The key to switching between Liza’s twenty- and fortysomething selves, according to Foster, is nothing more than “attitude and vernacular.” She says, “I’ve met people who look a lot older than they are because they are not happy people, and people who look much younger than they are because they are happy and full of life and energy. I really do think that it comes from inside.” During her workplace scenes, Foster as “26-year-old” Liza embodies a “lightness…everything’s a little newer, and you don’t know much.” Back with Maggie or her family, Foster takes up “weightness…the cynicism, responsibilities, and heartbreaks” — though she’s quick to add that such things “make your life rich and wonderful and complicated” as well.
That Younger features an all-female cast doesn’t faze Foster. “What was cool was that on Bunheads” — her previous show, which aired for one critically beloved season on ABC Family — “all my castmates were women, so my two major television experiences have been all-women. And women power is awesome, you know? These characters that Darren has created are all strong, independent, driven women, but we’re all very different. And we have many, many scenes where we don’t have that whole ‘pining over a guy’ [thing]. There are many other things that we grapple with.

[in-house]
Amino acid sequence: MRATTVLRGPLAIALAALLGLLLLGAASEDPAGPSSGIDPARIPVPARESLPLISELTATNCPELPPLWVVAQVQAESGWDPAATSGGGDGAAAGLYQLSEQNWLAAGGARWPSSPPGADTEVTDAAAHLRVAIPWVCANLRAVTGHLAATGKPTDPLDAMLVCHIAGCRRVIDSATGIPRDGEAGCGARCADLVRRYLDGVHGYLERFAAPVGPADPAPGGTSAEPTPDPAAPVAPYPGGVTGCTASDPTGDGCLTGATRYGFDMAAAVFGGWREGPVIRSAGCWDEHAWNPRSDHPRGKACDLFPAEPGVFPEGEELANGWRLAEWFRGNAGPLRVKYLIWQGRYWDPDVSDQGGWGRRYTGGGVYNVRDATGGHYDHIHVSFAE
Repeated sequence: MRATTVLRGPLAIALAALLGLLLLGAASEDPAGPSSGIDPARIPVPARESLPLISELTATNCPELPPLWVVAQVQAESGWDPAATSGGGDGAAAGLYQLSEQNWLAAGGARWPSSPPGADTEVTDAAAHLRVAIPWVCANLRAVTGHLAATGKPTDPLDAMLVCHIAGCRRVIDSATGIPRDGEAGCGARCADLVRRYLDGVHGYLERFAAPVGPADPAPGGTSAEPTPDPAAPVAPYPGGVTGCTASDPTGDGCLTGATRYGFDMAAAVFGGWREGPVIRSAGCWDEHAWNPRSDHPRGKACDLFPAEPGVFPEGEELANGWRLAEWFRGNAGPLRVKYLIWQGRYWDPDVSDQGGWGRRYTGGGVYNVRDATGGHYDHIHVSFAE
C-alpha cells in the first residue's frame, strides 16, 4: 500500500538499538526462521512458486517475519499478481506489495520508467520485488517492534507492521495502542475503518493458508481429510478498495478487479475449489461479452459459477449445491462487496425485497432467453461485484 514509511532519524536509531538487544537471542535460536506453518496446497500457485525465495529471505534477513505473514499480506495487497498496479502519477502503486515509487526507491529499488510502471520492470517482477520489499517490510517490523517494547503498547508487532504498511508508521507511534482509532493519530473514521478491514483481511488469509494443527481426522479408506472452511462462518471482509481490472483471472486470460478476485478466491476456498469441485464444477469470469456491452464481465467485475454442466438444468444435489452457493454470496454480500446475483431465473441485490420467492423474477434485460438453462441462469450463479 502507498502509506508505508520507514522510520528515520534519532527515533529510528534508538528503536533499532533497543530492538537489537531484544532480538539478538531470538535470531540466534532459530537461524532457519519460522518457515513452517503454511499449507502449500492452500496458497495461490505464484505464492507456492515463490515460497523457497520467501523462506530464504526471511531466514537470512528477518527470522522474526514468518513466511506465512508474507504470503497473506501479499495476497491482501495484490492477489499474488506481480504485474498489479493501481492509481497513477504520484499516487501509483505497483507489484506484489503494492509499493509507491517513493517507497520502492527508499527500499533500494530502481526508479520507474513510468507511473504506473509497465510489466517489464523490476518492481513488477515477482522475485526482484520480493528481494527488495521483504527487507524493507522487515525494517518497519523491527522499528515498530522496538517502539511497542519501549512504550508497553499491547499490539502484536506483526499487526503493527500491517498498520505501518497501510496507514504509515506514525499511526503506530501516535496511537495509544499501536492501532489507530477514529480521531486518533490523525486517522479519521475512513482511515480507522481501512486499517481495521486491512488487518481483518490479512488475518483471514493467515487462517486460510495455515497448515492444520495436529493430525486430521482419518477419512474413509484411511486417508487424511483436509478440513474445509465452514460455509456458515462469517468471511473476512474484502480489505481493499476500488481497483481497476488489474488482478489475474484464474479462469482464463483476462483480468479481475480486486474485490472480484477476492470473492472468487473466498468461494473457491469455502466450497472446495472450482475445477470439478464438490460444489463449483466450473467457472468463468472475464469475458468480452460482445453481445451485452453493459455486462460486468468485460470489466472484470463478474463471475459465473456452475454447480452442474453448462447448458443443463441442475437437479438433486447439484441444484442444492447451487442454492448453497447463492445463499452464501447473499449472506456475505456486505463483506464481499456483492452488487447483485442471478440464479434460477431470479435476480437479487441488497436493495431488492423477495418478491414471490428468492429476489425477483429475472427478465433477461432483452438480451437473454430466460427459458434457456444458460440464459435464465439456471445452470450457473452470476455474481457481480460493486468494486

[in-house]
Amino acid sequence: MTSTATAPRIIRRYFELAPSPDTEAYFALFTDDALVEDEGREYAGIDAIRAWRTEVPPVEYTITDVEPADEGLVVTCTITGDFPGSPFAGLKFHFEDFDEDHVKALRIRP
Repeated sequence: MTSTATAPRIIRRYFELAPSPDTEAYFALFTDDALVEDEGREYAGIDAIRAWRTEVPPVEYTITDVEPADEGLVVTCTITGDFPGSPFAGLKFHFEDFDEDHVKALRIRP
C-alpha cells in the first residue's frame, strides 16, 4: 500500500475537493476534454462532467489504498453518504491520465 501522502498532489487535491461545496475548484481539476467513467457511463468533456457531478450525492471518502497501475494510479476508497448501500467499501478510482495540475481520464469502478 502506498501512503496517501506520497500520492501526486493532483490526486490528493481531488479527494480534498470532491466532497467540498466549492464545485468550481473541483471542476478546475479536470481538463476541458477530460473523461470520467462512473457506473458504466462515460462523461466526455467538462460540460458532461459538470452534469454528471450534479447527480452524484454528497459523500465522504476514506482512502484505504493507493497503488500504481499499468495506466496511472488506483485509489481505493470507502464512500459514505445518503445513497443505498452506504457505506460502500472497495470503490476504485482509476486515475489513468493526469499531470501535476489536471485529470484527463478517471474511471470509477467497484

“Especially on TV now,” she continues, “there are so many great roles for women, which is very exciting. It’s a good time, you know? For women of all ages, too. I think about two shows that I’m watching: [CW’s] Jane the Virgin, which has Gina Rodriguez, and [ABC’s] How to Get Away With Murder, which has Viola Davis.” She’s finally catching up on Star’s Sex and the City, too. “There’s a lot of good stuff out there right now, everywhere,” she concludes. “That hasn’t always been the case.”
Though her plans going forward will depend on how Younger fares in the ratings, Foster’s career still encompasses her multi-hyphenate talents. She spoke with the Village Voice just a few days before a March performance at Carnegie Hall with the New York Pops — “it’s my first solo show, and it’s like a 75-, 80-piece orchestra. I’m in panic/terror mode right now” — and she appeared on a celebrity episode of TLC’s Say Yes to the Dress ahead of her recent second wedding. “It was a girly, silly thing to do,” she says. “[The episode] was pretty true to how our day was. They really wanted to capture the experience as it was happening, so that was kinda cool.”
That optimism and effervescence about second acts carries through to her new show, too. “[Liza] takes matters into her own hands. I find her incredibly empowering. We don’t have to roll over and play dead. It’s more that, ‘OK, this is what I have to do, so I’m going to go out and do it. I’m going to be awesome and weird.’ It’s never too late to start over.”
Inkoo Kang is the TV Critic for the Village Voice. She publishes widely on film and television and tweets at @thinkovision.